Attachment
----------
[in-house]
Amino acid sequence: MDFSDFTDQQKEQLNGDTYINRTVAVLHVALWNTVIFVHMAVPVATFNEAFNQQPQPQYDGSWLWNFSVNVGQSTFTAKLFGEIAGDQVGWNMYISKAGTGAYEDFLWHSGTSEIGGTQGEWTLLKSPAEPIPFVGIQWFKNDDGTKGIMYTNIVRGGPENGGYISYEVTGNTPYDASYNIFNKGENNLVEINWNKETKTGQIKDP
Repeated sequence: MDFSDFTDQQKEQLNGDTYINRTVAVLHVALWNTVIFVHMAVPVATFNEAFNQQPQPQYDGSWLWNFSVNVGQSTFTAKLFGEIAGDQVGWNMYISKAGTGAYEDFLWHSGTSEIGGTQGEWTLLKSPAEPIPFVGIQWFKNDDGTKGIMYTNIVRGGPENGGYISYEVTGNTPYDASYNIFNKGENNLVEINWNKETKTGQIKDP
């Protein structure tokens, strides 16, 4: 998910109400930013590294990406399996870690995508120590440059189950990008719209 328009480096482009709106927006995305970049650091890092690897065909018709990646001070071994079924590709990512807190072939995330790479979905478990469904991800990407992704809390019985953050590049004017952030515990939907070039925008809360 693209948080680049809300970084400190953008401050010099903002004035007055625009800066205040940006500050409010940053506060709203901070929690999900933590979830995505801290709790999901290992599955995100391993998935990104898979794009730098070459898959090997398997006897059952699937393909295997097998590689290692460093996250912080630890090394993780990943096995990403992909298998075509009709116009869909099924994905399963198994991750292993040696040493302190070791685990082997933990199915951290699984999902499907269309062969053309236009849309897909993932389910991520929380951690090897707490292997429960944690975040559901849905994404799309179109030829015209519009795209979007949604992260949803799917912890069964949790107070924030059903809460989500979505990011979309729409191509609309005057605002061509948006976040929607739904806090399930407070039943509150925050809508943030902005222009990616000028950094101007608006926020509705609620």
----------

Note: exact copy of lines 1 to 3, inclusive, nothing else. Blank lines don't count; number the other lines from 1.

[in-house]
Amino acid sequence: MDFSDFTDQQKEQLNGDTYINRTVAVLHVALWNTVIFVHMAVPVATFNEAFNQQPQPQYDGSWLWNFSVNVGQSTFTAKLFGEIAGDQVGWNMYISKAGTGAYEDFLWHSGTSEIGGTQGEWTLLKSPAEPIPFVGIQWFKNDDGTKGIMYTNIVRGGPENGGYISYEVTGNTPYDASYNIFNKGENNLVEINWNKETKTGQIKDP
Repeated sequence: MDFSDFTDQQKEQLNGDTYINRTVAVLHVALWNTVIFVHMAVPVATFNEAFNQQPQPQYDGSWLWNFSVNVGQSTFTAKLFGEIAGDQVGWNMYISKAGTGAYEDFLWHSGTSEIGGTQGEWTLLKSPAEPIPFVGIQWFKNDDGTKGIMYTNIVRGGPENGGYISYEVTGNTPYDASYNIFNKGENNLVEINWNKETKTGQIKDP